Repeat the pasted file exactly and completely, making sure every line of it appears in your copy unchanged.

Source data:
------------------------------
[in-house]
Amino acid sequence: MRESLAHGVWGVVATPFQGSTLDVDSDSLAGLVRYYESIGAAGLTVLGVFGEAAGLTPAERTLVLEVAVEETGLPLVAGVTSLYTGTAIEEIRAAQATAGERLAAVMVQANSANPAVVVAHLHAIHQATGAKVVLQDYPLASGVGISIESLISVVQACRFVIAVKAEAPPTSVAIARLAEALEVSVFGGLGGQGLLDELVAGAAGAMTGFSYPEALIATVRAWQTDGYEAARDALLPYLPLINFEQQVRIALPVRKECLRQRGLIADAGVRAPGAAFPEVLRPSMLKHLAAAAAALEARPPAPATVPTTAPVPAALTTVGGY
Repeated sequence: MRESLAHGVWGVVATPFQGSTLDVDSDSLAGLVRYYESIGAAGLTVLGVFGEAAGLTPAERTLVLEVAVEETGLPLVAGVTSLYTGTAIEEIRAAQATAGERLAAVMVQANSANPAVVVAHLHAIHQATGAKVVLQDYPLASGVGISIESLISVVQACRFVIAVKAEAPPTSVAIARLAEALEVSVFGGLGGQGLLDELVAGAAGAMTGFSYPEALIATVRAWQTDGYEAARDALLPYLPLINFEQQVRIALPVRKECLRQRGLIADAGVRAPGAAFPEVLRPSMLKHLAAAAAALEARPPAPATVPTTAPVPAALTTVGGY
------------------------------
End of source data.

[in-house]
Amino acid sequence: MRESLAHGVWGVVATPFQGSTLDVDSDSLAGLVRYYESIGAAGLTVLGVFGEAAGLTPAERTLVLEVAVEETGLPLVAGVTSLYTGTAIEEIRAAQATAGERLAAVMVQANSANPAVVVAHLHAIHQATGAKVVLQDYPLASGVGISIESLISVVQACRFVIAVKAEAPPTSVAIARLAEALEVSVFGGLGGQGLLDELVAGAAGAMTGFSYPEALIATVRAWQTDGYEAARDALLPYLPLINFEQQVRIALPVRKECLRQRGLIADAGVRAPGAAFPEVLRPSMLKHLAAAAAALEARPPAPATVPTTAPVPAALTTVGGY
Repeated sequence: MRESLAHGVWGVVATPFQGSTLDVDSDSLAGLVRYYESIGAAGLTVLGVFGEAAGLTPAERTLVLEVAVEETGLPLVAGVTSLYTGTAIEEIRAAQATAGERLAAVMVQANSANPAVVVAHLHAIHQATGAKVVLQDYPLASGVGISIESLISVVQACRFVIAVKAEAPPTSVAIARLAEALEVSVFGGLGGQGLLDELVAGAAGAMTGFSYPEALIATVRAWQTDGYEAARDALLPYLPLINFEQQVRIALPVRKECLRQRGLIADAGVRAPGAAFPEVLRPSMLKHLAAAAAALEARPPAPATVPTTAPVPAALTTVGGY